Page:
Finding a natural alternative from forest resources for plastic single use utensils
Honours Bachelor of Science in Forestry
DisciplineNatural Resources Management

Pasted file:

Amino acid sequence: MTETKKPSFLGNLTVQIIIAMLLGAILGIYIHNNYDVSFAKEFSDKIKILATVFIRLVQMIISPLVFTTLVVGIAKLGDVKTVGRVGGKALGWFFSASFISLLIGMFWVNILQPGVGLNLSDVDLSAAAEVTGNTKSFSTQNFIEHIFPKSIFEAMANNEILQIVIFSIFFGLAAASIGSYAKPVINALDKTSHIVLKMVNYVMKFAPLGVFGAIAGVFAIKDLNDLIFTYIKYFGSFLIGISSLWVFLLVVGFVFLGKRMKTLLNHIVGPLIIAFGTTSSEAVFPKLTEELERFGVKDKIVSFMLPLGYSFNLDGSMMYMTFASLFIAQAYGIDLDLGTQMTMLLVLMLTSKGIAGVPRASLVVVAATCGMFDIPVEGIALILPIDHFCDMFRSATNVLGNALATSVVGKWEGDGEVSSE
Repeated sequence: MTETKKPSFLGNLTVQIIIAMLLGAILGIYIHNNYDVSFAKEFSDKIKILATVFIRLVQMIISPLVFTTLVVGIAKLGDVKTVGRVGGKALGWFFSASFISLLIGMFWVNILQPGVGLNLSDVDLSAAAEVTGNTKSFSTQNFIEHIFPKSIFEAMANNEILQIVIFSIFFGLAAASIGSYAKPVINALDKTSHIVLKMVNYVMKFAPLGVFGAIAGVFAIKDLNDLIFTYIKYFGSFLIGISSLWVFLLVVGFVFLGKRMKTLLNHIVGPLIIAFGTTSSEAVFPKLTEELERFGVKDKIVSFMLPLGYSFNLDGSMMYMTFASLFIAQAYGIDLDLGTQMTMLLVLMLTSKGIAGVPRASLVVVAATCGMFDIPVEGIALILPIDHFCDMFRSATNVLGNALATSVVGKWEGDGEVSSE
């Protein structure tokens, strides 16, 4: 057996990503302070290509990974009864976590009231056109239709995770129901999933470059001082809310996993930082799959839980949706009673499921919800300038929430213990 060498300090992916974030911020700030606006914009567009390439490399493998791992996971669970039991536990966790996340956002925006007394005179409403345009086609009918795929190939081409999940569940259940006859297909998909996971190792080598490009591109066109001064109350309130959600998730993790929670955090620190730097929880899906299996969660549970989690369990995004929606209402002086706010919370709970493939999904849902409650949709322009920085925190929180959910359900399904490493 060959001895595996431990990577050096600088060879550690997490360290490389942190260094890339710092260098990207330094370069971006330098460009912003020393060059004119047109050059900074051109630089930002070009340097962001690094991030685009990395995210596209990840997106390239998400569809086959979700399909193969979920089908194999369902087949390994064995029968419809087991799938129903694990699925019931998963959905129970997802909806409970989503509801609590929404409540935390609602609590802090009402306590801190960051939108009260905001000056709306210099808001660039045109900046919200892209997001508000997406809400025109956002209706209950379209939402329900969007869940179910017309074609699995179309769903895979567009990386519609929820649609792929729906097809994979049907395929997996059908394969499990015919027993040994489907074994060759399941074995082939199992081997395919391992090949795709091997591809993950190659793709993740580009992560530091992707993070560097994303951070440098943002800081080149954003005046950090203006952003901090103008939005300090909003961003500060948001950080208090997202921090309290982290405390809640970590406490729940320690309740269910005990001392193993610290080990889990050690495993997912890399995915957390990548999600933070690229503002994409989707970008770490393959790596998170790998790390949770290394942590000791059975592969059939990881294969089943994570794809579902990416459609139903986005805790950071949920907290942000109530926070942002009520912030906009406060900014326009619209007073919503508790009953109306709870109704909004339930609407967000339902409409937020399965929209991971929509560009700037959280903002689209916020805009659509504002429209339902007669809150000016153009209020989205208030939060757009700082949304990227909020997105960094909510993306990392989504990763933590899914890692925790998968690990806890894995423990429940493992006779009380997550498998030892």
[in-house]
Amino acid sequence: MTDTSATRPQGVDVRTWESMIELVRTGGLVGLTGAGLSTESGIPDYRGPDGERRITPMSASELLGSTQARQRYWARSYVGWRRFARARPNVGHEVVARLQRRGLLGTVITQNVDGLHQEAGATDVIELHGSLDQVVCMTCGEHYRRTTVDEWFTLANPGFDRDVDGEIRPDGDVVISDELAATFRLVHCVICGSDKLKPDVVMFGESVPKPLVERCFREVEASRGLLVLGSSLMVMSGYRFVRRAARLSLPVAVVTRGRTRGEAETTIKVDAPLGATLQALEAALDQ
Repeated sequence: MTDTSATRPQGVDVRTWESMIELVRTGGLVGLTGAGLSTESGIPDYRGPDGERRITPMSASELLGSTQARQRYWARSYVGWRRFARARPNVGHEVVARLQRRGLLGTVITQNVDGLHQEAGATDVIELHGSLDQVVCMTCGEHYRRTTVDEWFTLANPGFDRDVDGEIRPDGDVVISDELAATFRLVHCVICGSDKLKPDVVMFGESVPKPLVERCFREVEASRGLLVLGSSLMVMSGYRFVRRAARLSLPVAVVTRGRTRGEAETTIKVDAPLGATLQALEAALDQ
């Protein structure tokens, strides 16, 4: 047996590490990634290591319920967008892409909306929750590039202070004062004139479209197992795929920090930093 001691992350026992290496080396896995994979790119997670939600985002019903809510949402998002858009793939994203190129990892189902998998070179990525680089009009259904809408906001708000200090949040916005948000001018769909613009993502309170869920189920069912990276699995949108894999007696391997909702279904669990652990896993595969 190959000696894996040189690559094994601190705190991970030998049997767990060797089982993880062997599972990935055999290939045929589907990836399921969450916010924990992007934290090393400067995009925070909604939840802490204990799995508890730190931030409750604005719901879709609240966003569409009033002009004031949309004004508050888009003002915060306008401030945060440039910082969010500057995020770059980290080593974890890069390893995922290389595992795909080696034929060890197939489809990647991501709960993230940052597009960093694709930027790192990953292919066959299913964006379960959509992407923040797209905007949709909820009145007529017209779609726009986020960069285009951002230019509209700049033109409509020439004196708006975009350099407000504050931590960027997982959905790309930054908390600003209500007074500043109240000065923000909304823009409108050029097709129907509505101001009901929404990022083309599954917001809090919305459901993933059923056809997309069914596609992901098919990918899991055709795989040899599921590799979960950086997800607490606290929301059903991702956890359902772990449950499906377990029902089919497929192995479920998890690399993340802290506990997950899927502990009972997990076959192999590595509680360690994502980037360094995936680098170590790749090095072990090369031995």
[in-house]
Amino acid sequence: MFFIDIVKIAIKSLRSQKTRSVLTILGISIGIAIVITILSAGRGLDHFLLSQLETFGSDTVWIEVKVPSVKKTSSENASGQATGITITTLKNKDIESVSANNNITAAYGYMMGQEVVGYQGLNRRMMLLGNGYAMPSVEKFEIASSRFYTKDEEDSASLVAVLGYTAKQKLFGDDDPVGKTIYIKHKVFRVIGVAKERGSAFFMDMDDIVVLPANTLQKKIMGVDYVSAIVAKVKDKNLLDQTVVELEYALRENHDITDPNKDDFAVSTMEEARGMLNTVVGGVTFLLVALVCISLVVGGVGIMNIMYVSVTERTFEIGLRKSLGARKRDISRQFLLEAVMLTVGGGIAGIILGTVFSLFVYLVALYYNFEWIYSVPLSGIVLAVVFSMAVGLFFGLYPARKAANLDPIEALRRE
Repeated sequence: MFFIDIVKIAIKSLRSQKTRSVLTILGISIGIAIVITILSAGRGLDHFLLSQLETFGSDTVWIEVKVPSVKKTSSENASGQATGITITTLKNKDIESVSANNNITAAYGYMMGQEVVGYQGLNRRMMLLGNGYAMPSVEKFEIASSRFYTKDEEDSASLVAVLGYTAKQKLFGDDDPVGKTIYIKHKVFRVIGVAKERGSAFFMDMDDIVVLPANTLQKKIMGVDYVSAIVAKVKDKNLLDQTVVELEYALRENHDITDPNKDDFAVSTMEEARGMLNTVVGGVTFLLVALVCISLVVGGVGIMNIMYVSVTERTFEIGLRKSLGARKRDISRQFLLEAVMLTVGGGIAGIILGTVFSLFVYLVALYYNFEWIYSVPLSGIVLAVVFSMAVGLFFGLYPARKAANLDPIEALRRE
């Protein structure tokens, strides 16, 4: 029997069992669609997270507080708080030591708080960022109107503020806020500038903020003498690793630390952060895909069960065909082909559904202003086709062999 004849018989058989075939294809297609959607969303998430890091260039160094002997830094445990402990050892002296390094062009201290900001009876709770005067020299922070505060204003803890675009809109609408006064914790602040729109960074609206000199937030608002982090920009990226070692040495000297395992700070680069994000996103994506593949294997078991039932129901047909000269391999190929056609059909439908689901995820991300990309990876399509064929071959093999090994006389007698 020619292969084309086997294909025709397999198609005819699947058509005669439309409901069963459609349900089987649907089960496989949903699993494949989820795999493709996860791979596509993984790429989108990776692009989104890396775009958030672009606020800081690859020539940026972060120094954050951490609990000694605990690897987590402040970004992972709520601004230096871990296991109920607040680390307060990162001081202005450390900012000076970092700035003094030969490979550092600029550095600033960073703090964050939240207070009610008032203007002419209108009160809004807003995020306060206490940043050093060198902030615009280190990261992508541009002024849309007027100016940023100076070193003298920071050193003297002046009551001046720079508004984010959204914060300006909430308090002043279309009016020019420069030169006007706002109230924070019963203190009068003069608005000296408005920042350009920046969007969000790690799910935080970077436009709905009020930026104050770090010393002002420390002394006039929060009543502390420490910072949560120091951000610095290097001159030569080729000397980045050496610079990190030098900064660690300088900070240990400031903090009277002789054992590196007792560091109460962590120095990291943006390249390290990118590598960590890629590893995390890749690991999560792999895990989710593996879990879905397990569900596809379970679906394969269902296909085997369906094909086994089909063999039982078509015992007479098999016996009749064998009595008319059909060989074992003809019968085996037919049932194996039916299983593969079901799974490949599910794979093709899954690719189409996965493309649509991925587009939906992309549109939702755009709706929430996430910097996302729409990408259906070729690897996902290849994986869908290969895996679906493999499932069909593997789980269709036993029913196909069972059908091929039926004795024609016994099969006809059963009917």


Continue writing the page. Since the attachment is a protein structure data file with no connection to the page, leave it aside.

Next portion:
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The use of plastics by society has increased tremendously due to the high durability of the product and low cost of production. High production has changed many products being made of natural materials such as wood to being created from this polymer material. One of the most common single use plastics is plastic utensils such as the cutlery provided by fast-food chains. To suggest the best alternative to plastics, a standardized decay and swelling test was completed on three different potential wood species. Betula papyrifera, Populus tremuloides, and Tilia americana were each tested for both decay and swelling. In the decay test, each of the wood species were tested against three decay fungi, Fomitopsis cajanderi, Fomitopsis pinicola, and Trametes pubescens. Over the four-month test duration, each of the 10 trials for each combination declined in weight excluding the control blocks. Two of the three fungi decayed Betula papyrifera the most. The statistical analysis of the results showed that there is no statistical significance between the different wood species in the experiment. However, Fomitopsis cajanderi showed the most decay for each of the wood species compared to the other fungi. The difference in fungi was deemed to be statistically significant by the 2-way anova. This is of interest because Fomitopsis cajanderi primarily targets conifer species in a natural setting. The lab setting may have provided an easier environment for the fungi to decay the hardwood compared to the harsh natural environment. The environmental benefit of wooden single use utensils to reduce the current 40 billion plastic single use utensils now produced each year globally could be significant.